Queensland’s councils in the last three years have failed to include almost $793 million worth of assets in public registers, are spending beyond their means and exposing themselves to an unnecessary risk of fraud, an audit has warned.
An audit exposing millions of dollars in ‘found’ assets at Queensland councils has raised concerns about fiscal management at Queensland’s 77 councils.
Incomplete asset registers, overspending and ‘systemic’ poor internal controls are plaguing Queensland’s councils, a Queensland Audit Office report released on Wednesday has found.
The report, which canvassed councils’ financial management, revealed that twenty-five councils reported $378.2 million in ‘found’ assets, or assets not included in registers, this year.
Over the past three years 40 councils reported found assets worth $793 million, Queensland Auditor-General Brendan Worrall said.
“Without complete and accurate asset information, councils cannot adequately plan and manage their activities,” the audit says.
The report also found that long-term financial sustainability remains a “major risk” with 43 councils reporting operating losses – 17 more than the previous year.
Councils are at increasing risk of becoming financially
unsustainable, the report says, with twenty-two of the 77 at “higher risk of being unsustainable, largely due to their remote location”.
The quality of financial reporting was also flawed, with the audit saying it requires “improvement” with 21 councils making significant adjustments to their draft financial statements and 12 correcting material errors from the previous year.
“Councils need to continue their focus on long-term planning and managing the costs of delivering their services to reduce their operating losses as far as possible,” the audit says.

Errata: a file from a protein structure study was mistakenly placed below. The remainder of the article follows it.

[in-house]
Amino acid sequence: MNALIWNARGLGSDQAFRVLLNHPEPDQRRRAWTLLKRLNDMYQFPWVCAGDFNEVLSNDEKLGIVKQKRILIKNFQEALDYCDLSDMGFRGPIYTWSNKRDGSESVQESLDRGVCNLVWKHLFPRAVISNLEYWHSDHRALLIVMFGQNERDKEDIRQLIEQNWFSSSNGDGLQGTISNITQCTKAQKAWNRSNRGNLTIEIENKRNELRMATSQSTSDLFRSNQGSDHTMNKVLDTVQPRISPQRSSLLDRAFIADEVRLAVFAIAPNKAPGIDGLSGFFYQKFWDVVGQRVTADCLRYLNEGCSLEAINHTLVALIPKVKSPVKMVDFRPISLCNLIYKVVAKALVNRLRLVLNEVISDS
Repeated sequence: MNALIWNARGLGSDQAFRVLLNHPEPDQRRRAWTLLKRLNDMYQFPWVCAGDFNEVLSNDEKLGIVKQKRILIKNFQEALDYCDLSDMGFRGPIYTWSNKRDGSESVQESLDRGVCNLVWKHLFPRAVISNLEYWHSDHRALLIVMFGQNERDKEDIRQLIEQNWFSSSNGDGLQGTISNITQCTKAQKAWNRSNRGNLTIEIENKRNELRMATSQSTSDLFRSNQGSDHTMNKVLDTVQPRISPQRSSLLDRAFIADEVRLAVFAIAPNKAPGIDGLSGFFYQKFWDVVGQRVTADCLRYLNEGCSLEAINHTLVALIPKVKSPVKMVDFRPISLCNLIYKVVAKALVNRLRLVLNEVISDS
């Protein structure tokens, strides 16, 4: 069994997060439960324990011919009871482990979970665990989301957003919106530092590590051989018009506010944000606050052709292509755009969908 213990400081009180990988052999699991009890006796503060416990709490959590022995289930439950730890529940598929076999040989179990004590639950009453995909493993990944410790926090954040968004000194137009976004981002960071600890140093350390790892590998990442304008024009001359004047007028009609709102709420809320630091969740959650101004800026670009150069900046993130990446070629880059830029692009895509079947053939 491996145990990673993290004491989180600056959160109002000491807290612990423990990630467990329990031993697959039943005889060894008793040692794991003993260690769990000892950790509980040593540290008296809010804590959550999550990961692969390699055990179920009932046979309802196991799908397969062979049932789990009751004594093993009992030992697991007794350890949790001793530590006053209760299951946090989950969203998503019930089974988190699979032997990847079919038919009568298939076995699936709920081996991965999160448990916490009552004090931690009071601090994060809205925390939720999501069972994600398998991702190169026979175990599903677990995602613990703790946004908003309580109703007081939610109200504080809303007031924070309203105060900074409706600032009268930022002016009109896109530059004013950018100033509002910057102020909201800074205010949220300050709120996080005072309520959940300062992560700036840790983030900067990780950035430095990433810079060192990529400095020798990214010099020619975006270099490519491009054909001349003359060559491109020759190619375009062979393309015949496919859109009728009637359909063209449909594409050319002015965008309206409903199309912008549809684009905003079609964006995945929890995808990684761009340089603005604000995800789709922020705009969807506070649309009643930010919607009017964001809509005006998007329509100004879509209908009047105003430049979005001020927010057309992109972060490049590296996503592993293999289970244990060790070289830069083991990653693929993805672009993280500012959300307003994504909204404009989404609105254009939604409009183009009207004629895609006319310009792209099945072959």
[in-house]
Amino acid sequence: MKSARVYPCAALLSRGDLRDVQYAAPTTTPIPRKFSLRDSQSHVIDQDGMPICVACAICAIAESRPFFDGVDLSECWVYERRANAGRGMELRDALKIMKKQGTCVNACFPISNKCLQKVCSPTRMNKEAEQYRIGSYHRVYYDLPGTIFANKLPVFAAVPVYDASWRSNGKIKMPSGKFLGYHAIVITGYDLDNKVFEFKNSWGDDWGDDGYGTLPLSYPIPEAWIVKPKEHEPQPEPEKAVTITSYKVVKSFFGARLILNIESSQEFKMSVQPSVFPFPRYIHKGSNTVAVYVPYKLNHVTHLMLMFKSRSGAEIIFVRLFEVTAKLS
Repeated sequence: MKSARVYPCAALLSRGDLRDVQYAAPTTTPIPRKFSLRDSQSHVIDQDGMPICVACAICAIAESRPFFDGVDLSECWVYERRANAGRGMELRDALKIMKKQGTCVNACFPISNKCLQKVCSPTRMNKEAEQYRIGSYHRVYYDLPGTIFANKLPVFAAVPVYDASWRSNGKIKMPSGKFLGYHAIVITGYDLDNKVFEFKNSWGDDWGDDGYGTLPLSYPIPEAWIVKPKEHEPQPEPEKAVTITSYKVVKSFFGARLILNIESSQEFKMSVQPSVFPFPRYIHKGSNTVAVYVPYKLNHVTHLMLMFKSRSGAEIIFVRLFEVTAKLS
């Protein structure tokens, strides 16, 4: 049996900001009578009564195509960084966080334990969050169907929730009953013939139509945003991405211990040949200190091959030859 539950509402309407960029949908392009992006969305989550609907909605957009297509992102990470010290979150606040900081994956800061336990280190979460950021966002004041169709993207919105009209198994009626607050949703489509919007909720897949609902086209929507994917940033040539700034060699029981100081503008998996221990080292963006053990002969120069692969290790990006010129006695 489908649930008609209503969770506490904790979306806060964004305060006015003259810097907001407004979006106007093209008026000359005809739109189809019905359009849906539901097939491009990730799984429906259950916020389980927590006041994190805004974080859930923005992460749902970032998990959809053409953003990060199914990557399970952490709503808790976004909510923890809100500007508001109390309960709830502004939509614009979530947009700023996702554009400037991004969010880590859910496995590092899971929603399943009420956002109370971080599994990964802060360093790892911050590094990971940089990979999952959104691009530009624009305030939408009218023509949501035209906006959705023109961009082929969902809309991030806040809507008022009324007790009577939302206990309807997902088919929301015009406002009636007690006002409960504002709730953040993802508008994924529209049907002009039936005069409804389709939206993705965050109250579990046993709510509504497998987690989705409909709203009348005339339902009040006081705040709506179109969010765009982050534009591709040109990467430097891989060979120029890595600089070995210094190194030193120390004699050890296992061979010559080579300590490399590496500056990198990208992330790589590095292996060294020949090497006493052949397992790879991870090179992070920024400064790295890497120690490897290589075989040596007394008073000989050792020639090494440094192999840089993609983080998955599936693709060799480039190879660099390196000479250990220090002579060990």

‘Systemic’ control weaknesses
Good governance and financial stewardship are “still not a priority for many councils,” the audit says.
The “inaction” of many councils in addressing high-risk internal weaknesses indicates these controls are “not valued” by the sector, it says.
These control weaknesses were widespread, with 57 councils found to have 273 “significant” control weaknesses.
The issues were ‘systemic’ across the sector, the audit says, with 62 per cent of the issues raised in prior years still unresolved.
The failure to address these issues exposes councils to a higher risk of fraud and undetected errors, the audit says.
A lack of oversight is contributing to these weaknesses, the audit says, with 38 of 74 controlled entities being wound up since 2013.
Financial statements being prepared by these entities are also rarely being made public, with 46 of the 80 entities making these reports public.
Not every council has an audit committee, the report warns, with 18 without one. Those that have one have “proportionally” stronger internal controls.
The audit did, however, find that councils are getting better at meeting their deadlines for reporting, reducing the time taken by 1.6 weeks compared to the previous year.
Over the past four years councils have reduced the average time taken by 5.8 weeks.
The audit has made a number of recommendations on how councils can improve their financial management including ensuring asset registers are complete and reviewing monitoring controls.
The Department of Local Government supported the audit’s recommendations.
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